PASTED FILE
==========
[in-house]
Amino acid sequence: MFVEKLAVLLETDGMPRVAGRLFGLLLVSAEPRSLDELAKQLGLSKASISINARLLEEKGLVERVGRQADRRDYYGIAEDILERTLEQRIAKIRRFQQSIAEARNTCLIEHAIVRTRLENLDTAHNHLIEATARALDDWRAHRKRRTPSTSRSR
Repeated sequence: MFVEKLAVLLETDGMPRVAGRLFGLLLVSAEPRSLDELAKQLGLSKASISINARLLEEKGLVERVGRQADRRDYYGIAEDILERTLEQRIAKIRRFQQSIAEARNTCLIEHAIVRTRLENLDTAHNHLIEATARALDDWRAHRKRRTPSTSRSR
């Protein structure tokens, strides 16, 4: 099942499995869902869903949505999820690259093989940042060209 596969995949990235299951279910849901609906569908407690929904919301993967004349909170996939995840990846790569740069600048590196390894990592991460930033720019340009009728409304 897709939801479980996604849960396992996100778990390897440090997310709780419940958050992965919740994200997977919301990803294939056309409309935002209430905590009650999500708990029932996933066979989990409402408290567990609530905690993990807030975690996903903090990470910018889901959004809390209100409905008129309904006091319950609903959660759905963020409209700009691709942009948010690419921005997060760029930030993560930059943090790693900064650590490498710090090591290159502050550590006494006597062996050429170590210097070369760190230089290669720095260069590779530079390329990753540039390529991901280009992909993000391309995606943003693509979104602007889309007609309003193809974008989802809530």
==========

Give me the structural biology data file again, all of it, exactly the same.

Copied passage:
[in-house]
Amino acid sequence: MFVEKLAVLLETDGMPRVAGRLFGLLLVSAEPRSLDELAKQLGLSKASISINARLLEEKGLVERVGRQADRRDYYGIAEDILERTLEQRIAKIRRFQQSIAEARNTCLIEHAIVRTRLENLDTAHNHLIEATARALDDWRAHRKRRTPSTSRSR
Repeated sequence: MFVEKLAVLLETDGMPRVAGRLFGLLLVSAEPRSLDELAKQLGLSKASISINARLLEEKGLVERVGRQADRRDYYGIAEDILERTLEQRIAKIRRFQQSIAEARNTCLIEHAIVRTRLENLDTAHNHLIEATARALDDWRAHRKRRTPSTSRSR
């Protein structure tokens, strides 16, 4: 099942499995869902869903949505999820690259093989940042060209 596969995949990235299951279910849901609906569908407690929904919301993967004349909170996939995840990846790569740069600048590196390894990592991460930033720019340009009728409304 897709939801479980996604849960396992996100778990390897440090997310709780419940958050992965919740994200997977919301990803294939056309409309935002209430905590009650999500708990029932996933066979989990409402408290567990609530905690993990807030975690996903903090990470910018889901959004809390209100409905008129309904006091319950609903959660759905963020409209700009691709942009948010690419921005997060760029930030993560930059943090790693900064650590490498710090090591290159502050550590006494006597062996050429170590210097070369760190230089290669720095260069590779530079390329990753540039390529991901280009992909993000391309995606943003693509979104602007889309007609309003193809974008989802809530």